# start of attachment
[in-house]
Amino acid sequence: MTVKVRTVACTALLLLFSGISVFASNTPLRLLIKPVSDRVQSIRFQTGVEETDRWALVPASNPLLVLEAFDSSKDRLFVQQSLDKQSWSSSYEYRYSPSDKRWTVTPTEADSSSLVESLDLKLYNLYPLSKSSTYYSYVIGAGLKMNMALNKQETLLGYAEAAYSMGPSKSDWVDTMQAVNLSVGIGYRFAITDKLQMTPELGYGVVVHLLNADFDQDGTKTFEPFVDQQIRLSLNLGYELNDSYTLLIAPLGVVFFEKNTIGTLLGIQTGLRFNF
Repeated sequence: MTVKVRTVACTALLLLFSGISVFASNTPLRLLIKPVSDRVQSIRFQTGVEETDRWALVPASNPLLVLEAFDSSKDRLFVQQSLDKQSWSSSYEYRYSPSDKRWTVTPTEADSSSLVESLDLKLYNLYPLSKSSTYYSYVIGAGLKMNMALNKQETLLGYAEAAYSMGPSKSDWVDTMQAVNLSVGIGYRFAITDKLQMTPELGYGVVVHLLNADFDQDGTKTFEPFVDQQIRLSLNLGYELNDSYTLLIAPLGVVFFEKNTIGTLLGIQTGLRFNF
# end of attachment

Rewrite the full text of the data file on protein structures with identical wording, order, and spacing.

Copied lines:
[in-house]
Amino acid sequence: MTVKVRTVACTALLLLFSGISVFASNTPLRLLIKPVSDRVQSIRFQTGVEETDRWALVPASNPLLVLEAFDSSKDRLFVQQSLDKQSWSSSYEYRYSPSDKRWTVTPTEADSSSLVESLDLKLYNLYPLSKSSTYYSYVIGAGLKMNMALNKQETLLGYAEAAYSMGPSKSDWVDTMQAVNLSVGIGYRFAITDKLQMTPELGYGVVVHLLNADFDQDGTKTFEPFVDQQIRLSLNLGYELNDSYTLLIAPLGVVFFEKNTIGTLLGIQTGLRFNF
Repeated sequence: MTVKVRTVACTALLLLFSGISVFASNTPLRLLIKPVSDRVQSIRFQTGVEETDRWALVPASNPLLVLEAFDSSKDRLFVQQSLDKQSWSSSYEYRYSPSDKRWTVTPTEADSSSLVESLDLKLYNLYPLSKSSTYYSYVIGAGLKMNMALNKQETLLGYAEAAYSMGPSKSDWVDTMQAVNLSVGIGYRFAITDKLQMTPELGYGVVVHLLNADFDQDGTKTFEPFVDQQIRLSLNLGYELNDSYTLLIAPLGVVFFEKNTIGTLLGIQTGLRFNF